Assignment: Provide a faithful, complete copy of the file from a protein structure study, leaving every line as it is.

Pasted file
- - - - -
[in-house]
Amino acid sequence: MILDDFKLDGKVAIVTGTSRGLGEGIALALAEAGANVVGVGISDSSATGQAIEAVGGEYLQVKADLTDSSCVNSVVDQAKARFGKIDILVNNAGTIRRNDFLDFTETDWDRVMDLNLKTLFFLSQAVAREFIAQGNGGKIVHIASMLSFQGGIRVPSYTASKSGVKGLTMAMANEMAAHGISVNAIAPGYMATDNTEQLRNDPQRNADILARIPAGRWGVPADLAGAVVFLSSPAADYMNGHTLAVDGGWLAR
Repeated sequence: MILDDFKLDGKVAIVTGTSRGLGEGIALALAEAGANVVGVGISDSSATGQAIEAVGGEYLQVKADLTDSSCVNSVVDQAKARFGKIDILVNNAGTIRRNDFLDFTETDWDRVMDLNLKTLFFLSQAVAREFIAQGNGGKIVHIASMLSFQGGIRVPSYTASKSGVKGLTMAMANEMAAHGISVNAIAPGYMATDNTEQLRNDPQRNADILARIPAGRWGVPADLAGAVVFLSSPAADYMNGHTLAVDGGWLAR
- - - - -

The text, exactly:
[in-house]
Amino acid sequence: MILDDFKLDGKVAIVTGTSRGLGEGIALALAEAGANVVGVGISDSSATGQAIEAVGGEYLQVKADLTDSSCVNSVVDQAKARFGKIDILVNNAGTIRRNDFLDFTETDWDRVMDLNLKTLFFLSQAVAREFIAQGNGGKIVHIASMLSFQGGIRVPSYTASKSGVKGLTMAMANEMAAHGISVNAIAPGYMATDNTEQLRNDPQRNADILARIPAGRWGVPADLAGAVVFLSSPAADYMNGHTLAVDGGWLAR
Repeated sequence: MILDDFKLDGKVAIVTGTSRGLGEGIALALAEAGANVVGVGISDSSATGQAIEAVGGEYLQVKADLTDSSCVNSVVDQAKARFGKIDILVNNAGTIRRNDFLDFTETDWDRVMDLNLKTLFFLSQAVAREFIAQGNGGKIVHIASMLSFQGGIRVPSYTASKSGVKGLTMAMANEMAAHGISVNAIAPGYMATDNTEQLRNDPQRNADILARIPAGRWGVPADLAGAVVFLSSPAADYMNGHTLAVDGGWLAR